Excerpt 5:
October 8th, 1830
Roz 7 Māh 2 (Kadmī) 1200 Yazdegerdi.
Death: Mullā Firoz son of Mullā Kāus. Age: 72. The eldest son of Mullā Kāus Rustam Jalāl, and High Priest of the Bombay Kadmi Sect. At the age of 8, he had gone to Iran with his father in the year 1768 AD. Afterwards, having received a complete education in the Persian and Arabic languages there, he returned to Surat with his father in 1780 and came to Bombay. Having arrived here, in the year 1786, he wrote a description of his and his father's trip to Iran in Persian in book form named the Dīn-e [error for Dīn] Kherad-e Manzūme [For Persian دین خرد منظومه, Wisdom of the Religion Versified]. Afterwards, because Mullā Kāus went to Hyderabad in 1794, he attained the rank of High Priest of the Bombay Kadmi Sect. He spent his whole life writing books. He went to teach Bombay Governor Jonathan Duncan Persian at the monthly salary of 100 rupees, and with him, he began to work on the English translation of the book (entitled) Dasātīr; though three sections were completed, because that famous Governor died in the year 1811 AD, the rest of the work remained incomplete, so he had Mr. William Erskine complete it, and had it published in 1819 AD. After publishing this translation, many Englishmen quarreled violently, saying, “This book was produced through forgery!” At that time, he wrote long letters with much intelligence in the Bombay Courier in response to these quarrels. Since the time of Governor Duncan himself, just as Ferdosi's, the poet of the history of the kings of Iran's, Shāhnāma, had been written in Persian verse, corresponding to that, he had begun to create a book called the Georgenāma concerning the Englishmen's conquest and history in India. Having petitioned the government for support, on the first of October, 1828, the government awarded him a monthly salary of rupees 400 for his life's work. Because the work was not finished when he passed away, after his death, his nephew and heir to his position, Dastur Rustamji Kekobaji, printed it and put it out in three volumes.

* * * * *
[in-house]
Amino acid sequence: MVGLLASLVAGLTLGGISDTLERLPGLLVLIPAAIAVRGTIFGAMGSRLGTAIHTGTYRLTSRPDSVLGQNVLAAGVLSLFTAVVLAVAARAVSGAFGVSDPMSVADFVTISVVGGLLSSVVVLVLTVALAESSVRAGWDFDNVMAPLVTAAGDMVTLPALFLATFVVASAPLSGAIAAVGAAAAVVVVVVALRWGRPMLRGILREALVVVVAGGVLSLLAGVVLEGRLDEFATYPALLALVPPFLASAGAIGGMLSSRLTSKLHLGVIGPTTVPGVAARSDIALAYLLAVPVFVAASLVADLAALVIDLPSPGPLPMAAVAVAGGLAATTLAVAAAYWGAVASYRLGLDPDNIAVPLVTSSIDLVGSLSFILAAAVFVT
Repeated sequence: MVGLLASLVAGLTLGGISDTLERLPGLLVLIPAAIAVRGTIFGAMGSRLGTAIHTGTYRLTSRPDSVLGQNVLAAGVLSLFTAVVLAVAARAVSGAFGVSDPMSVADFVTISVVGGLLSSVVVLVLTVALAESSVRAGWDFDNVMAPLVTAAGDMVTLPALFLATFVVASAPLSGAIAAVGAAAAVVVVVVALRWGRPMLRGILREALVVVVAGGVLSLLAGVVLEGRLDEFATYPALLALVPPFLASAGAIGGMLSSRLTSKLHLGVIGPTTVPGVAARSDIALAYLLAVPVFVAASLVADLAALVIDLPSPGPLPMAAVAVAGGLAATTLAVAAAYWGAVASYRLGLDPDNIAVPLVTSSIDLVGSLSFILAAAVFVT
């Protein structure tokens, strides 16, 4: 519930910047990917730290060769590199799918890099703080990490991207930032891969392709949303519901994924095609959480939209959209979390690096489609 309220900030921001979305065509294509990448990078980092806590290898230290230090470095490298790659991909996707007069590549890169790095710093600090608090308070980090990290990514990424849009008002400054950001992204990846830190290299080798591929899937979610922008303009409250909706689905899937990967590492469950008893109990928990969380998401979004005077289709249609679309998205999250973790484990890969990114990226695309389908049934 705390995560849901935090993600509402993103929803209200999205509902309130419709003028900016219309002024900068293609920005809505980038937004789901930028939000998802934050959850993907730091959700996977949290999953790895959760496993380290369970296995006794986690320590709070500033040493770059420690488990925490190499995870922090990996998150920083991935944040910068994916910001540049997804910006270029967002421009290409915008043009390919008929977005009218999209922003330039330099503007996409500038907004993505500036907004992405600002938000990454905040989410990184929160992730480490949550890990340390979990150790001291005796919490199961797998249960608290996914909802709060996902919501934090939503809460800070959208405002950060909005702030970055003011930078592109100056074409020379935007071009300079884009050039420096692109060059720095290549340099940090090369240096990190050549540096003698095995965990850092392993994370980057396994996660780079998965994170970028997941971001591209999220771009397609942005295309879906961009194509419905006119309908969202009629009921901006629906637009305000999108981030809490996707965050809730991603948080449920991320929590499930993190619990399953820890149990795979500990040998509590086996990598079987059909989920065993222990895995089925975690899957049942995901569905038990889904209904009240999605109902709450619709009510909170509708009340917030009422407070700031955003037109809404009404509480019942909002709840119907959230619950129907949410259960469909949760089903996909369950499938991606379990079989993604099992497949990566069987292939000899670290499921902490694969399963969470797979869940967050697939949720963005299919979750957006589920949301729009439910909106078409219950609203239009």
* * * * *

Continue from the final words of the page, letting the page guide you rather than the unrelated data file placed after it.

From 1826-27, he was the chief leader of the Kadmis in a quarrel in Bombay relating to the intercalation and an instigator of the quarrel, and at that time, he incurred a great loss with regard to money. He was also made a leader (akābar) of the Parsi Panchayat at that time. Before his death, he gave over his valuable library, in which there were Persian, Arabic, Turkish, astronomical, as well as Zend, Pazend, Pahlavi, and English books, by his own writing to the control of the Trustees of the Kadmi Anjuman, saying “Our heirs should take no trouble regarding this library, and this library should be kept publicly in our name for all the knowledgeable people of the community to read.” According to this will, after his death, a list was prepared by Mobed Fardunji Marzubānji, and under the supervision of the Kadmi leaders, the “Mullā Firoz Library” was opened for all people to (come and) read. Likewise, in 1854, on the occasion of the death of the heir to his position, Dastur Rustamji Kekobādji, the Zoroastrians here founded a school as a memorial in his name called the "Mullā Fīroz Madresā" to teach the sons of Zoroastrians Zend, Pahlavi, and Persian.